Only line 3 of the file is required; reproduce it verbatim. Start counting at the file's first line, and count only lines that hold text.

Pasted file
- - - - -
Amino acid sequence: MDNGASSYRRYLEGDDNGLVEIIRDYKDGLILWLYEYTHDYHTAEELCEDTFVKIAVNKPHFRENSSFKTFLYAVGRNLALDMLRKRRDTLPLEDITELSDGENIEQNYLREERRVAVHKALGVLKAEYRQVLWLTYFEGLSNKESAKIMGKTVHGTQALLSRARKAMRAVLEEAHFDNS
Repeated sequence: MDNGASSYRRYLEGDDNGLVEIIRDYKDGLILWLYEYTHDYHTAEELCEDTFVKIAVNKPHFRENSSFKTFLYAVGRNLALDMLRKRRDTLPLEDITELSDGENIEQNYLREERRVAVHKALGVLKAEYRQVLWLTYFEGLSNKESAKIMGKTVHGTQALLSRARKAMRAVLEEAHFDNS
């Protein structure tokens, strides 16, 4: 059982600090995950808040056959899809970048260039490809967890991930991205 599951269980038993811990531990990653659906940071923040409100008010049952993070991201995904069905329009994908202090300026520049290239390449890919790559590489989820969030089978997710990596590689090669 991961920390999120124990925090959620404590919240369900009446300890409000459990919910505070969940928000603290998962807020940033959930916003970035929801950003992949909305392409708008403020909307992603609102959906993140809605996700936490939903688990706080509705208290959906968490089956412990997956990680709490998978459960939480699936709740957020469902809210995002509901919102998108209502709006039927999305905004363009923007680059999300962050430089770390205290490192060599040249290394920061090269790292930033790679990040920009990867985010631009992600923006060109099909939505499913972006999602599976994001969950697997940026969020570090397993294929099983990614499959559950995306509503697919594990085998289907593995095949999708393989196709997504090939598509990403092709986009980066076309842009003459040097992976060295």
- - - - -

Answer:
């Protein structure tokens, strides 16, 4: 059982600090995950808040056959899809970048260039490809967890991930991205 599951269980038993811990531990990653659906940071923040409100008010049952993070991201995904069905329009994908202090300026520049290239390449890919790559590489989820969030089978997710990596590689090669 991961920390999120124990925090959620404590919240369900009446300890409000459990919910505070969940928000603290998962807020940033959930916003970035929801950003992949909305392409708008403020909307992603609102959906993140809605996700936490939903688990706080509705208290959906968490089956412990997956990680709490998978459960939480699936709740957020469902809210995002509901919102998108209502709006039927999305905004363009923007680059999300962050430089770390205290490192060599040249290394920061090269790292930033790679990040920009990867985010631009992600923006060109099909939505499913972006999602599976994001969950697997940026969020570090397993294929099983990614499959559950995306509503697919594990085998289907593995095949999708393989196709997504090939598509990403092709986009980066076309842009003459040097992976060295």